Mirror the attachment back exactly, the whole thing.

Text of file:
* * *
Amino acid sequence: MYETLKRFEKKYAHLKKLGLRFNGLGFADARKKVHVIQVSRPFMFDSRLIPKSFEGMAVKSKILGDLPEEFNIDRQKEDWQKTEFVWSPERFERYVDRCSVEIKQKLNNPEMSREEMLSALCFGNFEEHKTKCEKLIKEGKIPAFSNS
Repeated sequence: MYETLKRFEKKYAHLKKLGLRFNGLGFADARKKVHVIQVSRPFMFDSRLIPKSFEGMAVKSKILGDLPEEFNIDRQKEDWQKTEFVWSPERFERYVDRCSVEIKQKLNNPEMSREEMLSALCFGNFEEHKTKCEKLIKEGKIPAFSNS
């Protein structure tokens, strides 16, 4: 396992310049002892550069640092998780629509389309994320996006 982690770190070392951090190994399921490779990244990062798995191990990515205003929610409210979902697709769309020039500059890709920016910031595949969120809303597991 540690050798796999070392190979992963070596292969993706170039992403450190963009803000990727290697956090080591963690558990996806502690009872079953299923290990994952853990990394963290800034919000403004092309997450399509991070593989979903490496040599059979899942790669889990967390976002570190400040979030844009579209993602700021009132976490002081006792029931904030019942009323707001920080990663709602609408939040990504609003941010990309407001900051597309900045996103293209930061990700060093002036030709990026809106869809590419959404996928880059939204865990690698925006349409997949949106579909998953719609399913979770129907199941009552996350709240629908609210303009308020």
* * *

Amino acid sequence: MYETLKRFEKKYAHLKKLGLRFNGLGFADARKKVHVIQVSRPFMFDSRLIPKSFEGMAVKSKILGDLPEEFNIDRQKEDWQKTEFVWSPERFERYVDRCSVEIKQKLNNPEMSREEMLSALCFGNFEEHKTKCEKLIKEGKIPAFSNS
Repeated sequence: MYETLKRFEKKYAHLKKLGLRFNGLGFADARKKVHVIQVSRPFMFDSRLIPKSFEGMAVKSKILGDLPEEFNIDRQKEDWQKTEFVWSPERFERYVDRCSVEIKQKLNNPEMSREEMLSALCFGNFEEHKTKCEKLIKEGKIPAFSNS
């Protein structure tokens, strides 16, 4: 396992310049002892550069640092998780629509389309994320996006 982690770190070392951090190994399921490779990244990062798995191990990515205003929610409210979902697709769309020039500059890709920016910031595949969120809303597991 540690050798796999070392190979992963070596292969993706170039992403450190963009803000990727290697956090080591963690558990996806502690009872079953299923290990994952853990990394963290800034919000403004092309997450399509991070593989979903490496040599059979899942790669889990967390976002570190400040979030844009579209993602700021009132976490002081006792029931904030019942009323707001920080990663709602609408939040990504609003941010990309407001900051597309900045996103293209930061990700060093002036030709990026809106869809590419959404996928880059939204865990690698925006349409997949949106579909998953719609399913979770129907199941009552996350709240629908609210303009308020």